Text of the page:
Global gold output to rise 5.5% in 2021 – report

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After declining in 2019, global gold production was adversely affected by the covid-19 pandemic during 2020, while the suspension of expansion works and contractions from mines nearing closure also exacerbated the decline. Overall output in 2020 was estimated to have declined by 5.2% to 108 million ounces, according to UK-based analytics company GlobalData.

This year, however, total production is expected to bounce back and increase by 5.5% to 113.9 million ounces and then grow to 124.1 million ounces by 2024 – a 2.9% compound annual growth rate (CAGR).

Indonesia, Peru and the US will be the key contributors to this growth, GlobalData says. Combined production in these countries is expected to recover from an estimated 20.1 million ounces in 2021 to 25.3 million ounces in 2024.

Key projects expected to commence operations during the forecast period include Barrick and Newmont’s Turquoise Ridge underground expansion project in Nevada, which is currently undergoing construction. With an annual gold production capacity of 500 kilo ounces, the project is expected to be commissioned in late-2022.

The greatest impact of covid-19 on gold production was observed during the first half of 2020, when six of the top 10 gold producers reported a collective 8.4% year-on-year fall in their output.

China, after reporting an all-time high of 16.7 million ounces of gold production in 2014, has been on a downtrend ever since, as a consequence of policy changes and depleting ore reserves. China’s gold production is estimated to have declined by 7% to 12.4million ounces in 2020, according to GlobalData.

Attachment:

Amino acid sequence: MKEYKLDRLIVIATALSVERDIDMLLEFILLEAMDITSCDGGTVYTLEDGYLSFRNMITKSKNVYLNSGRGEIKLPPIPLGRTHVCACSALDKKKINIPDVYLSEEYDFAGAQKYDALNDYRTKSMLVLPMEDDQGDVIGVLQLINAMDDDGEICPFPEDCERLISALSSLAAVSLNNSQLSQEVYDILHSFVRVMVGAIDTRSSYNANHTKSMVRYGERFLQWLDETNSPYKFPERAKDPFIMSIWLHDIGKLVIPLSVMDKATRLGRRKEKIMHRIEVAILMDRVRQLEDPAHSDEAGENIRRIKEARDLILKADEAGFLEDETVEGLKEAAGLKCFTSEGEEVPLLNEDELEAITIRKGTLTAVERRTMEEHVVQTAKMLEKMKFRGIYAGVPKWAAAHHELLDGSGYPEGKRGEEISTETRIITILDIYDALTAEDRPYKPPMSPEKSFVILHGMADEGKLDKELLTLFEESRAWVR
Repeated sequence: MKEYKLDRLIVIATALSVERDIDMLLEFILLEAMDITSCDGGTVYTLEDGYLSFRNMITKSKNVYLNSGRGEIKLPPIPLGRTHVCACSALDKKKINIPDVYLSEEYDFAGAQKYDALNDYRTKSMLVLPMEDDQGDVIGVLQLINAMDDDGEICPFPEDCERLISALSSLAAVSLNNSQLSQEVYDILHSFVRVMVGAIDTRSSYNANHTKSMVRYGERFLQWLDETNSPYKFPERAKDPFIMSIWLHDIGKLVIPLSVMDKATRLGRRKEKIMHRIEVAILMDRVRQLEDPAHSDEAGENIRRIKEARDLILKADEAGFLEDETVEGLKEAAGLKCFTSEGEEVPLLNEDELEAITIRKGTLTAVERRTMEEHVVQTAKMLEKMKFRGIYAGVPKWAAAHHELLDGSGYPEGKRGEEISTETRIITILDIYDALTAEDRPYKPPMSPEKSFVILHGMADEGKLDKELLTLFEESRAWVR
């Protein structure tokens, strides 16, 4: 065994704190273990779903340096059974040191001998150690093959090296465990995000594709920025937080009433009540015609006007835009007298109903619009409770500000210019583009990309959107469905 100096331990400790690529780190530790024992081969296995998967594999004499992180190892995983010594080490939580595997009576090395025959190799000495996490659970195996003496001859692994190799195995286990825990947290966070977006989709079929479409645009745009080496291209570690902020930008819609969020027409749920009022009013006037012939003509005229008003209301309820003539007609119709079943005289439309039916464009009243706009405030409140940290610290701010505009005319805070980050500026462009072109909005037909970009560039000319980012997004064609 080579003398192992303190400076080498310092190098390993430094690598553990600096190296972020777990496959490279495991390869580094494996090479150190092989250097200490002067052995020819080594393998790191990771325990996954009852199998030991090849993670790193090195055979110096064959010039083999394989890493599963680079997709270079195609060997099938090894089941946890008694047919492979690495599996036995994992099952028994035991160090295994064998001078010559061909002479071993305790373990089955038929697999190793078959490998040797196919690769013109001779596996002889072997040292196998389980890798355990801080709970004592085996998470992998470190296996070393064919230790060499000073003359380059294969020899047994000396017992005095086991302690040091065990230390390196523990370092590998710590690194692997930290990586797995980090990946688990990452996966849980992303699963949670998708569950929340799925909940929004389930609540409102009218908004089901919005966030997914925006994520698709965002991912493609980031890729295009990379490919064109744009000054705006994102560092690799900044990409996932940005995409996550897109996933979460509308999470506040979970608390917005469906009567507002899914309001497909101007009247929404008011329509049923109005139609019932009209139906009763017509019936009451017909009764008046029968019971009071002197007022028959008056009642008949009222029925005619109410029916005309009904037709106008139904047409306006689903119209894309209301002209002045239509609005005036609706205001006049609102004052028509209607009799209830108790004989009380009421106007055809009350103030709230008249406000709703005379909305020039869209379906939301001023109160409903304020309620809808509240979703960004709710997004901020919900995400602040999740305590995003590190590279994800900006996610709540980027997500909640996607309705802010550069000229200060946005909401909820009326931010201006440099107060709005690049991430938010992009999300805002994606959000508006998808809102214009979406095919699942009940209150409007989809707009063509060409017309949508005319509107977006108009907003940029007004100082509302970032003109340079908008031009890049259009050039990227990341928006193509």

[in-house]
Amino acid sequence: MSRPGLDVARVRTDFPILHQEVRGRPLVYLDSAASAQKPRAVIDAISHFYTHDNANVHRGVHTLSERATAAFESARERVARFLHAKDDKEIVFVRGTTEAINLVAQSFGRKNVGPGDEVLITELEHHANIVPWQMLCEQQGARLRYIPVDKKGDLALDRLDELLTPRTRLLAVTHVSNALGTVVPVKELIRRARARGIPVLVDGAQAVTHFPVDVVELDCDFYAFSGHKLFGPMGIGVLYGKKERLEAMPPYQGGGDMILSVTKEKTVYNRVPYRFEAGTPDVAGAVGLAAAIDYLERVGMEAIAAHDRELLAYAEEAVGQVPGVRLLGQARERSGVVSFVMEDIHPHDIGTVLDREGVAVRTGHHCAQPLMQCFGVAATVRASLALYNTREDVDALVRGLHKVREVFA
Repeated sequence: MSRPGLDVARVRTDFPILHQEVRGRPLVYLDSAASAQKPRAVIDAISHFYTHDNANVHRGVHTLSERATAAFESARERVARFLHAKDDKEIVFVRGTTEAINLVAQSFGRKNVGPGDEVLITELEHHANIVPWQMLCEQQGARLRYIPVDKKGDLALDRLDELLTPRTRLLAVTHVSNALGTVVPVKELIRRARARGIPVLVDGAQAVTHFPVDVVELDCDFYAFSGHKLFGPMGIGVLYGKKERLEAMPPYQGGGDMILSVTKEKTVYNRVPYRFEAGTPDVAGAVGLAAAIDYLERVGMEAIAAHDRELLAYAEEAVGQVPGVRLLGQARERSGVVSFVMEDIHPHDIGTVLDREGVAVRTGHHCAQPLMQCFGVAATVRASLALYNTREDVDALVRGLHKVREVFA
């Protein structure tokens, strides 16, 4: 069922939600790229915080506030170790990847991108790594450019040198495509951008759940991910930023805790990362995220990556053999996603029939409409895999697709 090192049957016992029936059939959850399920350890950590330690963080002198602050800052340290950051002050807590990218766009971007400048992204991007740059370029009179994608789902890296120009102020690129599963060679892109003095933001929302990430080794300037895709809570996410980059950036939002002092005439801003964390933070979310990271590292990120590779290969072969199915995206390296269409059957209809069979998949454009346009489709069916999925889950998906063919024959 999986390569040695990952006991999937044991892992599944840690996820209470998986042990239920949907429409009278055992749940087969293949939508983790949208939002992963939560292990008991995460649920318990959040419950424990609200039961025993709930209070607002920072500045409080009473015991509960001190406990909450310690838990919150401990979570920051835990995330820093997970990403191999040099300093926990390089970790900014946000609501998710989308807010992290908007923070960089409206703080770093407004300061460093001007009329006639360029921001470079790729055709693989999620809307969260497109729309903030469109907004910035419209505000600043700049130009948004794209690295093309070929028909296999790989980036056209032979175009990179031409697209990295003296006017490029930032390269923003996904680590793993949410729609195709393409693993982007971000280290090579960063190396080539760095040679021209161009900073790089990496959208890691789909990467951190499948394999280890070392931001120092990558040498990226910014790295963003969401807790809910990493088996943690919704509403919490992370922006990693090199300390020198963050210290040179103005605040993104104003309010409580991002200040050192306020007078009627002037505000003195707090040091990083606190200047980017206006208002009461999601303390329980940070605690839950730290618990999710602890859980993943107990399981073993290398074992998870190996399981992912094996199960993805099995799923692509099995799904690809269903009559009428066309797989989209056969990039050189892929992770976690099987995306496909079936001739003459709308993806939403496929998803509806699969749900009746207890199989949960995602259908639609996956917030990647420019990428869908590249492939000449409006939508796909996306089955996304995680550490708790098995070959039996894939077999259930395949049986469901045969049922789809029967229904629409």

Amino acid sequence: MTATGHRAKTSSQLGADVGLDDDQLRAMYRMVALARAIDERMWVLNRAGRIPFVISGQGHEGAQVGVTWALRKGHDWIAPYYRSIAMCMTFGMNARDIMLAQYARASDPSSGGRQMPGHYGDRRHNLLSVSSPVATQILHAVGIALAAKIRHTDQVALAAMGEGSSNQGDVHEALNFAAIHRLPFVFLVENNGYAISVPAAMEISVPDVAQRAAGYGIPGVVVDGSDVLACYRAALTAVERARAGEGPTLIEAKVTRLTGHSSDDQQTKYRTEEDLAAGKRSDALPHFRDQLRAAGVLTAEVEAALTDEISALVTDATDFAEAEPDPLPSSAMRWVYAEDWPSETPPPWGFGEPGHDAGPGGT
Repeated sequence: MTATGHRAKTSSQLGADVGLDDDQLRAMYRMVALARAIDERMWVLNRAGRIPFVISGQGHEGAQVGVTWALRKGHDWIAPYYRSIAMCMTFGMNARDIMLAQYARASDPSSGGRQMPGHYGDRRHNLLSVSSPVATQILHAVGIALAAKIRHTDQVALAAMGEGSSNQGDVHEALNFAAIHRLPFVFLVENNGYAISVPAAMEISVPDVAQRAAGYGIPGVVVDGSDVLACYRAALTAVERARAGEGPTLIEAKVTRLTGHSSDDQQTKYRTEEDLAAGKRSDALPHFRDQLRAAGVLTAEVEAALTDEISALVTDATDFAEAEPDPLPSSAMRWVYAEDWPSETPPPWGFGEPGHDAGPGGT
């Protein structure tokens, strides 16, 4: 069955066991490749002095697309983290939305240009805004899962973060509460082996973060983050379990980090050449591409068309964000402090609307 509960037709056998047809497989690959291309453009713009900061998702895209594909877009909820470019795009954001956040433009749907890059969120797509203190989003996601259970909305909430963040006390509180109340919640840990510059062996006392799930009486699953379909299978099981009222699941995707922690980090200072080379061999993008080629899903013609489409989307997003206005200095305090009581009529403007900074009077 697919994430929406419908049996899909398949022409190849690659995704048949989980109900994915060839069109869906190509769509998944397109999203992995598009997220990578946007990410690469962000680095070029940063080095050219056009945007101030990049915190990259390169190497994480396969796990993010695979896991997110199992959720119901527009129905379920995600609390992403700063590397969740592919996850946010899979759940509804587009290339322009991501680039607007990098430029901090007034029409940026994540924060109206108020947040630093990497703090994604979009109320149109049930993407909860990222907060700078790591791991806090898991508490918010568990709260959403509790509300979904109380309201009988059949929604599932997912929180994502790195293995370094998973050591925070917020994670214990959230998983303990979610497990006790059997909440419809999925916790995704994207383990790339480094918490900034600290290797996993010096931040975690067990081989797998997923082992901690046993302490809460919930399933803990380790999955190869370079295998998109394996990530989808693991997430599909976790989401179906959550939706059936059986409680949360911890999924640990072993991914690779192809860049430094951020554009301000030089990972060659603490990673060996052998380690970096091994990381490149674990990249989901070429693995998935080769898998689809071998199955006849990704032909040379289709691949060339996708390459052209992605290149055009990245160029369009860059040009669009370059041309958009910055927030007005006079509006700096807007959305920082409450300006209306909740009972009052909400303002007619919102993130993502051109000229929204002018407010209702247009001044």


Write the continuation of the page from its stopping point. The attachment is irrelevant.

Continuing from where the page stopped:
The pandemic also had a significant impact on African operations mainly during the second quarter of 2020, where gold production is gradually shifting its base towards Western African countries.

Overall, gold production from South Africa is expected to have declined by 10.9% in 2020, with declines also in Guyana (15.9%), Ghana (7.5%) and Mali (5.6%).

In Indonesia, production is expected to have declined by 28.9%, owing to the transition of the Grasberg open-pit mine, the country’s largest producer. Unlike other key producers, GlobalData reports, Australian gold miners remained largely unaffected by the outbreak, as stringent measures were adopted by the government to contain the outbreak enabling minimal disruptions to mining activities.

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